- iMovie HD at a Glance
- The Essentials of Movie Making
- A Short Lesson in Video Formats
- Importing DV and HDV Video
- Working with Clips
- Timeline Techniques: Adding Clips to a Movie
- Advanced Timeline Techniques
- Creating Cutaways
- Adding Photos to Movies
- Working with the Ken Burns Effect
- Advanced Ken Burns Techniques
- Adding Audio to Movies
- Tips for Recording Better Sound
- Working with Audio Tracks
- Applying Audio Filters and Effects
- More Sound Advice
- Adding Transitions
- Creating Titles
- Adding Effects
- Adding Sizzle and Structure with Themes
- Magic iMovie: Editing on Autopilot
- Working in Other Video Formats
- Its a Wrap: Exporting to Tape
- Creating Chapter Markers
- Go Small: Internet and iPod Movies
- More Ways to Share Movies
- Fun with Freeze Frames
- iMovie HD Tips
- More iMovie HD Tips
- Tips for Making Better Movies
- Creating Time-lapse Movies and Animation
A Short Lesson in Video Formats
If you have a standard, miniDV camcorder and you’re anxious to start making movies, feel free to skip this little lesson and move on to page 226. But if you want to use video from a different kind of device—or you’re curious about one of iMovie HD’s most intriguing capabilities—read on.
Just as music and photos can be stored in a variety of digital formats, video also comes in several flavors. And, as with music and photos, each video format takes its own approach to organizing the bits and bytes that make up your media.
In early iMovie versions, projects were based on one video format: DV. You could import other formats into iMovie, but iMovie would convert that footage into DV format. DV was iMovie’s native tongue, and using other formats meant a translation step that took time, used up disk space, and often compromised video quality.
Times change. New types of video devices have appeared, and iMovie has evolved to keep pace: iMovie HD provides native support for several video formats. iMovie HD is multilingual, and as a result, you have the flexibility to edit video from a wider variety of video devices, ranging from Apple’s inexpensive iSight to many digital camera models to the new breed of high-definition HDV cameras from companies such as Sony and JVC.
iMovie HD’s basic operation is identical regardless of which video format you use. There are some subtleties to some formats, and I’ll share them as we go. But first, let’s look at the video languages iMovie HD understands.
How Square Are Your Movies?
Many of the differences among video formats aren’t visible at first glance, but one of the differences definitely is: the aspect ratio of the video frame.
We encountered the concept of aspect ratio when looking at iPhoto cropping techniques (page 137). The phrase simply describes how square or rectangular an image frame is.
Early iMovie HD versions were limited to one aspect ratio: the standard 4:3 ratio used by most TV sets, DV camcorders, and digital cameras.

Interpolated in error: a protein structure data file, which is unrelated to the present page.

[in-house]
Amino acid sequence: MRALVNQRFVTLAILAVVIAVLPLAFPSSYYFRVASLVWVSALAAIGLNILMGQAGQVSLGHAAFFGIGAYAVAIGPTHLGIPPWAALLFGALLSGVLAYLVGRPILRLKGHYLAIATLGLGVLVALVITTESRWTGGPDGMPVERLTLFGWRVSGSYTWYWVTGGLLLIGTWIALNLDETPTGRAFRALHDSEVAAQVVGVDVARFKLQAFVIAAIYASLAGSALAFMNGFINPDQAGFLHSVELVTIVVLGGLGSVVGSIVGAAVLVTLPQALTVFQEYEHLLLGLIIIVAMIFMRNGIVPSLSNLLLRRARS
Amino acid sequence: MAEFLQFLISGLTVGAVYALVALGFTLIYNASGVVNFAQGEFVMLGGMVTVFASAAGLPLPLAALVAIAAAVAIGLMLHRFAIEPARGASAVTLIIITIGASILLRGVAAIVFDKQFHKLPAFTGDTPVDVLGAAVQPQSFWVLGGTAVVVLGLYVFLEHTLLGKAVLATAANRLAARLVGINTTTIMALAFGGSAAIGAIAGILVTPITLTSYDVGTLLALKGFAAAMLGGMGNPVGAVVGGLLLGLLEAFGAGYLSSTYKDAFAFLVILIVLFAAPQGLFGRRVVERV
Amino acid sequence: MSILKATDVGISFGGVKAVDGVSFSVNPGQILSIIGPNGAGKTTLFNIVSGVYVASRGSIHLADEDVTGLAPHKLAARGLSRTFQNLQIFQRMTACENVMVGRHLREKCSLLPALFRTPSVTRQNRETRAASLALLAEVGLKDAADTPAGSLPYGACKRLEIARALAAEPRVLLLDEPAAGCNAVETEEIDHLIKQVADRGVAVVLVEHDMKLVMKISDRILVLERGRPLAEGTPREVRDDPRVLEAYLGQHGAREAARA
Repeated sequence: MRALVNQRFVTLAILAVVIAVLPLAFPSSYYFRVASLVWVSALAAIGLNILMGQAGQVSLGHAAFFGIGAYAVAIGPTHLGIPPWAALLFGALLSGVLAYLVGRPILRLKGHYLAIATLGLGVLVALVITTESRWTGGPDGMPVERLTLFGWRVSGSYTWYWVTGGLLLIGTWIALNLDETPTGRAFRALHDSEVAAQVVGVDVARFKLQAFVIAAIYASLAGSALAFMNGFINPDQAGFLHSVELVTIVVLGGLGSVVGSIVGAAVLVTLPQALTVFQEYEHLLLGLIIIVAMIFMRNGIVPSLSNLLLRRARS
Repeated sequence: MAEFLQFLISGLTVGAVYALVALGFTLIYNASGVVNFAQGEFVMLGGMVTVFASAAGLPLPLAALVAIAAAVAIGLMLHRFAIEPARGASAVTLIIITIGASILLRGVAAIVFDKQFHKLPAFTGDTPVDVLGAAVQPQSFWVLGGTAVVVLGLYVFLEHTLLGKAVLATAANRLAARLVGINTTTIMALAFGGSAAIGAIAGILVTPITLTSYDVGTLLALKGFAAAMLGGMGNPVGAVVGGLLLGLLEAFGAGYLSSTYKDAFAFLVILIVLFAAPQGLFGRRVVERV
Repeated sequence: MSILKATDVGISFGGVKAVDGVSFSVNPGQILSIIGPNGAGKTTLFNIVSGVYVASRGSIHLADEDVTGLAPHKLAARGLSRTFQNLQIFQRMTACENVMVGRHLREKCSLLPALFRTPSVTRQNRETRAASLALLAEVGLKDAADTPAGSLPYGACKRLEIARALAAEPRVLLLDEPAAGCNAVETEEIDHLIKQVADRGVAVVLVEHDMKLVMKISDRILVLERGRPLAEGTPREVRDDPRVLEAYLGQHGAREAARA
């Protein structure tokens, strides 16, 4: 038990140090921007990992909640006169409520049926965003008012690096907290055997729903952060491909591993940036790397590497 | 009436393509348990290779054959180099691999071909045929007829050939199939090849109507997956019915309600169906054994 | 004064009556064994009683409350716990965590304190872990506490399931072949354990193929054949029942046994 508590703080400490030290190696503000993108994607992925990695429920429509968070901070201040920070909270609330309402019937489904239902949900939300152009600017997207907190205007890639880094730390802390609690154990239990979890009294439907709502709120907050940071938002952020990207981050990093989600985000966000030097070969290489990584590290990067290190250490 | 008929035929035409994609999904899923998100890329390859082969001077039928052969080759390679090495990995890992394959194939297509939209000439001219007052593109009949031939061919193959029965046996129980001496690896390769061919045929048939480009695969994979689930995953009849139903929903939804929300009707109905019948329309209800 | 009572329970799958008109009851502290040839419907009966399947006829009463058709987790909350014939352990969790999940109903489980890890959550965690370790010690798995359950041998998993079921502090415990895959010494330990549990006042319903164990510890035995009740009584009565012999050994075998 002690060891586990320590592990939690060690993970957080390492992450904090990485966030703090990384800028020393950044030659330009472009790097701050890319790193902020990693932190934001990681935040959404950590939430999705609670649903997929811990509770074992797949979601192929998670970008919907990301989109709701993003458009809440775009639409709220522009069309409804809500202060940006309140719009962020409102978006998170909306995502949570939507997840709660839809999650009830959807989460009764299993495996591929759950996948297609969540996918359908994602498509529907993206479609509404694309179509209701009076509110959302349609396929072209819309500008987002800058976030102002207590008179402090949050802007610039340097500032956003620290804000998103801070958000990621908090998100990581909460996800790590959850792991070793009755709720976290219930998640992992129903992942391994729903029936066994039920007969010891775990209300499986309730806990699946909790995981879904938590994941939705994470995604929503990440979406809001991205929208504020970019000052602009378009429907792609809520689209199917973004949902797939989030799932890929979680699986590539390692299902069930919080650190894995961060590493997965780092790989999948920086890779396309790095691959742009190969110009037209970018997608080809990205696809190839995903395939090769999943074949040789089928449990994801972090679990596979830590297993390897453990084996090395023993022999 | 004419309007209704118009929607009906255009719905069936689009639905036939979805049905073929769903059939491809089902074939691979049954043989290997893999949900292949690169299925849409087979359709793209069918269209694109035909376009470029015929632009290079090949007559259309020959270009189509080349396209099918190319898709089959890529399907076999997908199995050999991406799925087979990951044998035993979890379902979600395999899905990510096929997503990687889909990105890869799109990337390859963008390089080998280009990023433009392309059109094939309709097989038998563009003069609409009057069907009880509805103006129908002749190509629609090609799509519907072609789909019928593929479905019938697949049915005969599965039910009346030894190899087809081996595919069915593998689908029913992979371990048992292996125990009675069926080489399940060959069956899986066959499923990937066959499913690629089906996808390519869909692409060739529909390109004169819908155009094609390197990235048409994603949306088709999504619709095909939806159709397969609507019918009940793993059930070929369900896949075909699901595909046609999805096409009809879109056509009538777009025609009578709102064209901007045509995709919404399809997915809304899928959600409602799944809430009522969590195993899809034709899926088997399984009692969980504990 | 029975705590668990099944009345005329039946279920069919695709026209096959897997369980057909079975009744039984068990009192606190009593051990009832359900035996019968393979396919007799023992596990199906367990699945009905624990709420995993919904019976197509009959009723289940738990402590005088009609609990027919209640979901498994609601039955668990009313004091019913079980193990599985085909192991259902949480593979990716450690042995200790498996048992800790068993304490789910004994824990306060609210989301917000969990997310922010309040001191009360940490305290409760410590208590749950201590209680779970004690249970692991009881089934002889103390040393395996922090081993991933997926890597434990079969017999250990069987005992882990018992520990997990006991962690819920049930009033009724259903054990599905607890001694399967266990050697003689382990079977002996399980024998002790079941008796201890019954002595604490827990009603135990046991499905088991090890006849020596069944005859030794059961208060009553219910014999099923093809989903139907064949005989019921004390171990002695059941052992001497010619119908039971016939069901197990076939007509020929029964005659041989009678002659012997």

Going wide. iMovie HD adds the ability to work with and create widescreen video in the 16:9 aspect ratio—the format common in high-definition TV sets.
The widescreen format provides a more cinematic experience.
Pronunciation guide. Making video small talk at the local coffee shop? The expressions 4:3 and 16:9 are usually pronounced “four by three” and “sixteen by nine.” Technically, “four to three” and “sixteen to nine” are more accurate, since these expressions are ratios. After all, when was the last time you heard a bookie describe “2 by 1” odds on a horse?
Choosing a Video Format
Normally, iMovie HD projects are based on the DV format. If you’re using a standard miniDV camcorder with its factory settings, you don’t have to bother with choosing a format since iMovie HD is preset to speak its mother tongue.
If you’re using a different kind of device or you’ve set your DV camera to 16:9 mode, you need to tell iMovie HD which format to use. You do that when creating a new project.
DV. By far the most common format used by digital camcorders, and the format iMovie HD uses for any new project unless you specify otherwise. Now that the era of high-definition TV is upon us, the DV format is often described as a standard definition format.
DV Widescreen. Most DV camcorders can shoot in widescreen mode, often by simply cropping the top and bottom of the video frame. (To shoot in this mode, use your camcorder’s menus to activate 16:9 mode.) You don’t get the picture quality of high-definition TV, but you do get that cinematically wide image.
HDV 1080i and HDV 720p. High definition (HD, for short) TV is gradually gaining momentum, and the new breed of HDV camcorders is helping. The HDV format brings high-definition videography to advanced amateurs and budget-minded professionals (and, as prices come down, to the rest of us). HDV always uses a 16:9 aspect ratio. For more information on the HDV format, see page 262.
MPEG-4. Many digital cameras shoot their movie clips in this format, as do a growing number of compact video cameras that connect via USB. For tips on importing and working with MPEG-4 clips, see page 263.
iSight. Apple’s inexpensive iSight camera, which is built into some current Mac models, is designed for video chatting using iChat AV, but makes a great low-budget TV camera, too. For advice on shooting with an iSight, see page 263.